Sugarland resident Terry Azzouz is a recent property owner in The Preserve. Azzouz said she purchased the property in July 2021 after contacting Wizig directly and asking about his plans for the property. A property developer herself, Azzouz says she trusted that SWE was going to develop the community and make the roads better.

“It’s very disappointing that things aren’t being done,” she said.

While some cosmetic improvements have been made, such as cutting the grass in public areas and cleaning the subdivision’s three pools, the maintenance isn’t being performed consistently, Azzouz said, pointing out that a pile of road materials was dumped on the road near her home weeks ago and still hasn’t been spread. Owners now are having to drive onto the grassy shoulders to avoid hitting the rock pile.

“I see the potential for this property. That’s why I bought a property here. I don’t understand why Scott isn’t doing what he said he was going to do. Things are not lining up with what’s being done,” she said. “I just don’t understand the motivation here.”

With more than 1,200 property owners living in The Preserve, the combined dues are a tidy sum that residents believe should be used to fix the bridge. Azzouz, Sarginson and Good are concerned that the bridge will fail under the weight of a vehicle, causing someone to be injured.

An engineering study that was performed by Louis Bergman III in October 2021 has determined that the bridge is out of compliance with Liberty County Bridge Standards.

According to the study, the bridge deck has numerous holes and is covered with many past patches. Some large areas are covered with steel plates. The structural members are failing and unstable. Many of the wooded piers are rotten and the abutments are failing, as are the wooden cross members and the cross beams.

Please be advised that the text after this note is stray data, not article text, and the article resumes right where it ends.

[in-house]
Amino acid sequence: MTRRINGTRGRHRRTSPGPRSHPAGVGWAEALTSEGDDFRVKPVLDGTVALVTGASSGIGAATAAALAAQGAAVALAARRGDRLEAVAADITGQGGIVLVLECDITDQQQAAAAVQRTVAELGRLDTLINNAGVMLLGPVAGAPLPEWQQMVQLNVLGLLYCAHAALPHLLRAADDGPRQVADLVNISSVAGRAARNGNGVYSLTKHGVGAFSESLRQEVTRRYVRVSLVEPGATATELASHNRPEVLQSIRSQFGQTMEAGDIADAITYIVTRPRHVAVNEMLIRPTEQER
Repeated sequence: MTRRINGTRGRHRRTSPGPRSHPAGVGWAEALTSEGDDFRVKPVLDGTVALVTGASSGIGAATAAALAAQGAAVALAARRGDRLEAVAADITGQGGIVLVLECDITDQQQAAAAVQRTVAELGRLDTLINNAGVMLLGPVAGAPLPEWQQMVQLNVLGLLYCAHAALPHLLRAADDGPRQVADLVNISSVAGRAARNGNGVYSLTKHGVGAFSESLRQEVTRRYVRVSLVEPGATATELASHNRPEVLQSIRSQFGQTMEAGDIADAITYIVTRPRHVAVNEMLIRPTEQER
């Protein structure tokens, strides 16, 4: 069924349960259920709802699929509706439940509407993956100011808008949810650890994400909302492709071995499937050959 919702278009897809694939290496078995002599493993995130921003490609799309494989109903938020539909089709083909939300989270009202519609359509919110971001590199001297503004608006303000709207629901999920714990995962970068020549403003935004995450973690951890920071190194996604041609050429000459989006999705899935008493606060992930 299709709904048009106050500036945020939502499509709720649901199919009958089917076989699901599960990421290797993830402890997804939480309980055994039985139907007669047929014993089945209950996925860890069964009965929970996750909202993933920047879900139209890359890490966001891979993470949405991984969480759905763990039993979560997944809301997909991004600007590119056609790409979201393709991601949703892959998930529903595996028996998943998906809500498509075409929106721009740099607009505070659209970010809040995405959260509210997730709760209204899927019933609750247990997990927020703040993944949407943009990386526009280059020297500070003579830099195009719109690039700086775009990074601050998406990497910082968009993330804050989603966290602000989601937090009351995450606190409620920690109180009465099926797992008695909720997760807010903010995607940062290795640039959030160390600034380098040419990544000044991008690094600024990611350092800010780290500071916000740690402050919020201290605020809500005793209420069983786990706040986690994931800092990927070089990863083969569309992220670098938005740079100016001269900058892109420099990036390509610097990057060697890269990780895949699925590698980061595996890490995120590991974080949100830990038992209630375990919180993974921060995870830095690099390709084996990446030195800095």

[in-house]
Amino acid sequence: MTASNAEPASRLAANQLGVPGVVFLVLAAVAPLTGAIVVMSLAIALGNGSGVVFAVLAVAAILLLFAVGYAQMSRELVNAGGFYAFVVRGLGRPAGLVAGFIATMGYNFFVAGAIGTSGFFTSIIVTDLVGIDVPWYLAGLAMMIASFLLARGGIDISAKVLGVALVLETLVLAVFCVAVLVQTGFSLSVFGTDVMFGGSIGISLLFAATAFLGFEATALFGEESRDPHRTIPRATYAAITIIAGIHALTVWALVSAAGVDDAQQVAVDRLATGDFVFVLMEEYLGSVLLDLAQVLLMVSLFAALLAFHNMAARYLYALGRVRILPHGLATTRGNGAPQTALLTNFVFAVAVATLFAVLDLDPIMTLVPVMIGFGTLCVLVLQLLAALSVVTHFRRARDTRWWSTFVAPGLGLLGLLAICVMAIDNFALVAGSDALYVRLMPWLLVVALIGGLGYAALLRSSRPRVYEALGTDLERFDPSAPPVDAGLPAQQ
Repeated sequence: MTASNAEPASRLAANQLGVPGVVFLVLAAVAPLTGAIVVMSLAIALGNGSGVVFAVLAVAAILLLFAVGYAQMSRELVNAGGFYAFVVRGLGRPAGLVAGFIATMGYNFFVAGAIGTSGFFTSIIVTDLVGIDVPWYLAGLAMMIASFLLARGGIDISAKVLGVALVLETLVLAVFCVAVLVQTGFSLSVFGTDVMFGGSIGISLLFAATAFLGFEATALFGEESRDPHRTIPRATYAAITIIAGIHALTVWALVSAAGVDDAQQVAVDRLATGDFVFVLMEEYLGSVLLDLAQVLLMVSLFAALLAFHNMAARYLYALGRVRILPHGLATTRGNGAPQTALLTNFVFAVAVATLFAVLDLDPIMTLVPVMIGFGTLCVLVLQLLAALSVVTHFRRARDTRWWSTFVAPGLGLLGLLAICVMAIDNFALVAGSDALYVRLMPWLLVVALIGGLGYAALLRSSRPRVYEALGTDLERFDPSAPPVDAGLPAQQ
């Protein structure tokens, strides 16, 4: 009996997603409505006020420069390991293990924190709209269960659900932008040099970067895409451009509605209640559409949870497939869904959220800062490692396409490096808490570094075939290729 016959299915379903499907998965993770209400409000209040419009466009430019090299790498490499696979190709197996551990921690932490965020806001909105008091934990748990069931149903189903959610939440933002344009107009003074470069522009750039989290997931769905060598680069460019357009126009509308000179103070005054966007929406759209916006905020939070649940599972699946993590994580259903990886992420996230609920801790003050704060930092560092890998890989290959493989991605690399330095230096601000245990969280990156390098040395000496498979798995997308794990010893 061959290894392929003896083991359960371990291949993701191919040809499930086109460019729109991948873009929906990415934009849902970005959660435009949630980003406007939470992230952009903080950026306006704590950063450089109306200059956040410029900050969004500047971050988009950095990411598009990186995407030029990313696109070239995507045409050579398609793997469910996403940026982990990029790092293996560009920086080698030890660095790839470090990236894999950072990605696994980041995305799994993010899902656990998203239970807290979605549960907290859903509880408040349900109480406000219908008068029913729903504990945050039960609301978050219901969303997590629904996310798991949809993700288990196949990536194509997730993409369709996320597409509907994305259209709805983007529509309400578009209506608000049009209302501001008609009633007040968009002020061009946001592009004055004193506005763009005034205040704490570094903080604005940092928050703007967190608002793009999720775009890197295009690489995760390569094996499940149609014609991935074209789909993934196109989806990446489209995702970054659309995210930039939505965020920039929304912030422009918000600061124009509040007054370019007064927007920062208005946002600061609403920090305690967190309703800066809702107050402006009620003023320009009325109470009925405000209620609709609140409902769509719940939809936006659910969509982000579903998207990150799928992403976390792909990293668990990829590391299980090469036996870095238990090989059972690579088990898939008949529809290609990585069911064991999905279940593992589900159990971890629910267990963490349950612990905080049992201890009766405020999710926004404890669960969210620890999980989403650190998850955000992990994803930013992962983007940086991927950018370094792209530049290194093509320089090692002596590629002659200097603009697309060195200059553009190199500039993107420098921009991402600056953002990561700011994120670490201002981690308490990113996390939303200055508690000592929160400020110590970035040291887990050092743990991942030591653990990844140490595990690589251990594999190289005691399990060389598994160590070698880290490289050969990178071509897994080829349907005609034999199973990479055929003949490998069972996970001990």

Bluebonnet News called Scott Wizig for comment but so far has received no response.

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Before creating Bluebonnet News in 2018, Vanesa Brashier was a community editor for the Houston Chronicle/Houston Community Newspapers. During part of her 12 years at the newspapers, she was assigned as the digital editor and managing editor for the Humble Observer, Kingwood Observer, East Montgomery County Observer and the Lake Houston Observer, and the editor of the Dayton News, Cleveland Advocate and Eastex Advocate. Over the years, she has earned more than two dozen writing awards, including Journalist of the Year.


  1. Another Dayton Lake Estates! It’s a shame the developers bleed the property owners dry and walk away. Once everyone moves out that were paying the fees it will go down hill quickly. The property owners need to fill social media with as much information as they can.

  2. There’s a lot of potential there at the preserve and it looks like the owners swe doesn’t care. There’s major pot holes on the roadway, no security like before when they had a maned gate makes no sense. All the money that’s being paid out it’s a total shame.